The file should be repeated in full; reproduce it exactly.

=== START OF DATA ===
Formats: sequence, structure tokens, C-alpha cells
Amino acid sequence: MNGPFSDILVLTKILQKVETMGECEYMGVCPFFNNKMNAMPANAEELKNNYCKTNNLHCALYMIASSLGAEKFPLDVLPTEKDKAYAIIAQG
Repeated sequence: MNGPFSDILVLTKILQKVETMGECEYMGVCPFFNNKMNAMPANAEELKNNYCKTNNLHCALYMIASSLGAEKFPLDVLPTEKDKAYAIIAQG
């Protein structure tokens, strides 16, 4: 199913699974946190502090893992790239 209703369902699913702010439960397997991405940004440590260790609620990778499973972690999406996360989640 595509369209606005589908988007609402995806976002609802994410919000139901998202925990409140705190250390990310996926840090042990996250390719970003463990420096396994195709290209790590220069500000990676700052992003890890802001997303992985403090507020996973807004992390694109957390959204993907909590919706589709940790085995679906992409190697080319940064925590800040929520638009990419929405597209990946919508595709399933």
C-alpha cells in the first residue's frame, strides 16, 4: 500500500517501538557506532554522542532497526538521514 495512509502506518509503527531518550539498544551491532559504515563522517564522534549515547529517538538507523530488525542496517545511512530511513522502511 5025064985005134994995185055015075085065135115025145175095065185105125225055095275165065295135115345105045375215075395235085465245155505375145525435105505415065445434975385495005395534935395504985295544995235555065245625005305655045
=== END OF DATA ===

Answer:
Formats: sequence, structure tokens, C-alpha cells
Amino acid sequence: MNGPFSDILVLTKILQKVETMGECEYMGVCPFFNNKMNAMPANAEELKNNYCKTNNLHCALYMIASSLGAEKFPLDVLPTEKDKAYAIIAQG
Repeated sequence: MNGPFSDILVLTKILQKVETMGECEYMGVCPFFNNKMNAMPANAEELKNNYCKTNNLHCALYMIASSLGAEKFPLDVLPTEKDKAYAIIAQG
């Protein structure tokens, strides 16, 4: 199913699974946190502090893992790239 209703369902699913702010439960397997991405940004440590260790609620990778499973972690999406996360989640 595509369209606005589908988007609402995806976002609802994410919000139901998202925990409140705190250390990310996926840090042990996250390719970003463990420096396994195709290209790590220069500000990676700052992003890890802001997303992985403090507020996973807004992390694109957390959204993907909590919706589709940790085995679906992409190697080319940064925590800040929520638009990419929405597209990946919508595709399933």
C-alpha cells in the first residue's frame, strides 16, 4: 500500500517501538557506532554522542532497526538521514 495512509502506518509503527531518550539498544551491532559504515563522517564522534549515547529517538538507523530488525542496517545511512530511513522502511 5025064985005134994995185055015075085065135115025145175095065185105125225055095275165065295135115345105045375215075395235085465245155505375145525435105505415065445434975385495005395534935395504985295544995235555065245625005305655045